External Cache

Having an external cache creates an additional dependency for the application. Care should be taken that a failure to reach the external cache has an appropriate fall back – like performing the computation in line. Such a design can help avoid an outage in case of failures with the cache.

This cache lives on servers outside the application, which is an additional cost that should be evaluated. Lastly, the external cache has limited memory, if the memory is too little or the TTL is not set right, increased evictions of the cached keys may lead to a loss of cache and degraded performance for users.


Over the past few years here at Zynga, we have been able to leverage these techniques to design scalable backends for our games. We were able to drastically reduce our response times by a factor of 67 using the instance level cache. We were able to eliminate daily thrashing and a burst of 500 errors from our servers using the single thread refresh strategy. We were also able to reduce the cost of external cache in half by identifying a few hot keys and adding an instance level cache in front of it.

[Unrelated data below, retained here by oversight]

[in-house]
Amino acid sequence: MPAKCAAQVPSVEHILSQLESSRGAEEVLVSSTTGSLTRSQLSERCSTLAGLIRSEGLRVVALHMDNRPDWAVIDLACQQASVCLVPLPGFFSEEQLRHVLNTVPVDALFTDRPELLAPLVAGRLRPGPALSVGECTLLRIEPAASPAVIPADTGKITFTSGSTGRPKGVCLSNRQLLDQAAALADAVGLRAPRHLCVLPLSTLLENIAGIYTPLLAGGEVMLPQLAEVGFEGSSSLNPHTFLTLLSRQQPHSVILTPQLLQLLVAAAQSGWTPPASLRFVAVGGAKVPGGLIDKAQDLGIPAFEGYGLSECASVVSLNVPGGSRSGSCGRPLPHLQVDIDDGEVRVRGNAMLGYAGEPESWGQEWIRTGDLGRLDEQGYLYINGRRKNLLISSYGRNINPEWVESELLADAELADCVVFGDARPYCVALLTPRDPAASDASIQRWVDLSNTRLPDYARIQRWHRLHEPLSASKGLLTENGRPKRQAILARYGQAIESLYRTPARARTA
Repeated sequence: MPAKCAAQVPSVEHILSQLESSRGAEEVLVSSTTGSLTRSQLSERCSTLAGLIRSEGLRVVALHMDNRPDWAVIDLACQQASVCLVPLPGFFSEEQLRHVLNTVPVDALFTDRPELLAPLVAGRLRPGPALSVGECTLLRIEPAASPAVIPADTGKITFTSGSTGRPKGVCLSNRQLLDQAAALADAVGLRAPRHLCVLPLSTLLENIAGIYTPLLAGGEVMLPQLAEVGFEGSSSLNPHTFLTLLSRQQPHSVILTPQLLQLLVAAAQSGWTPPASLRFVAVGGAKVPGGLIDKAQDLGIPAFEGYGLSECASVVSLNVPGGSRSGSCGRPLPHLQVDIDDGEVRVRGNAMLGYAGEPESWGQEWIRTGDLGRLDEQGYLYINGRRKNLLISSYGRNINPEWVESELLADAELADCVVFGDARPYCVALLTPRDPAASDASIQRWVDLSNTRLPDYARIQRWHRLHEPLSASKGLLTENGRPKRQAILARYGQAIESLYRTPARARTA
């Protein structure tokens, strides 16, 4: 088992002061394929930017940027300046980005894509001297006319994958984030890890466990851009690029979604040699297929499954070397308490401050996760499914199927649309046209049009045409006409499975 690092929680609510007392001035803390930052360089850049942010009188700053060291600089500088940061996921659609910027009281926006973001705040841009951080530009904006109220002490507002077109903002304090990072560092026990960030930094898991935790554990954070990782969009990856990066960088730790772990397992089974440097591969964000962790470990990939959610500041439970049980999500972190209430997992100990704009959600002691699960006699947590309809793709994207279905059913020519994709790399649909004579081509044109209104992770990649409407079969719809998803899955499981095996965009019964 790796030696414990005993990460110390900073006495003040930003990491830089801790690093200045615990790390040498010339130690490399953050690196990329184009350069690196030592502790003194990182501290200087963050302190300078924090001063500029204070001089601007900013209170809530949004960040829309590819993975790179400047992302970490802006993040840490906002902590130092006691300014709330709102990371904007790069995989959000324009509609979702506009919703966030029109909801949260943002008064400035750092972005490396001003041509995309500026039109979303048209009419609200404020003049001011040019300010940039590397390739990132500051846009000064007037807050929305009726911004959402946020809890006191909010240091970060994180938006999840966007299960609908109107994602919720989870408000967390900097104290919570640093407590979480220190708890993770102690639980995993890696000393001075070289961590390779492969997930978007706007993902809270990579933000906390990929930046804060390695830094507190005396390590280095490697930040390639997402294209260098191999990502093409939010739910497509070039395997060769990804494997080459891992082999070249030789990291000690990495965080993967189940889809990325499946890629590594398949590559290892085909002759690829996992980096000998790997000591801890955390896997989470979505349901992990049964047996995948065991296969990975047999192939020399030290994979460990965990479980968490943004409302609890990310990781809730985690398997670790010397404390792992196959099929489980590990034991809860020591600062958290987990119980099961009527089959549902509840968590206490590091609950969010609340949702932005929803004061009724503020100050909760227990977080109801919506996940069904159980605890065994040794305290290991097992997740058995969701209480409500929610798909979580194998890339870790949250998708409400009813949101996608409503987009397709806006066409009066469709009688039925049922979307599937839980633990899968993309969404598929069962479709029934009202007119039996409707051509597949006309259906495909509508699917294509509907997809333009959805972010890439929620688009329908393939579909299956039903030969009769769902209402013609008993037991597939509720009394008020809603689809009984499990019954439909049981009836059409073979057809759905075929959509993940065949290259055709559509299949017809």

While architecting an application, it is a good idea to evaluate what level a particular cache should be put in and what parts of the system can take advantage of one or more of these techniques to make high performing web-scale applications providing a world-class experience to your users.

Zynga is a registered trademark of Zynga in the U.S. and other countries. All trademarks not owned by Zynga that appear in this article are the property of their respective owners and this is an independent article and is not affiliated with, nor has it been authorized, sponsored, or otherwise approved by the respective owners. Redis is a trademark of Redis Labs, Ltd. Memcached is a trademark of Danga Interactive, Inc. Splunk is a trademark of Splunk Inc. AWS CloudWatch is a trademark of Amazon Web Services, Inc.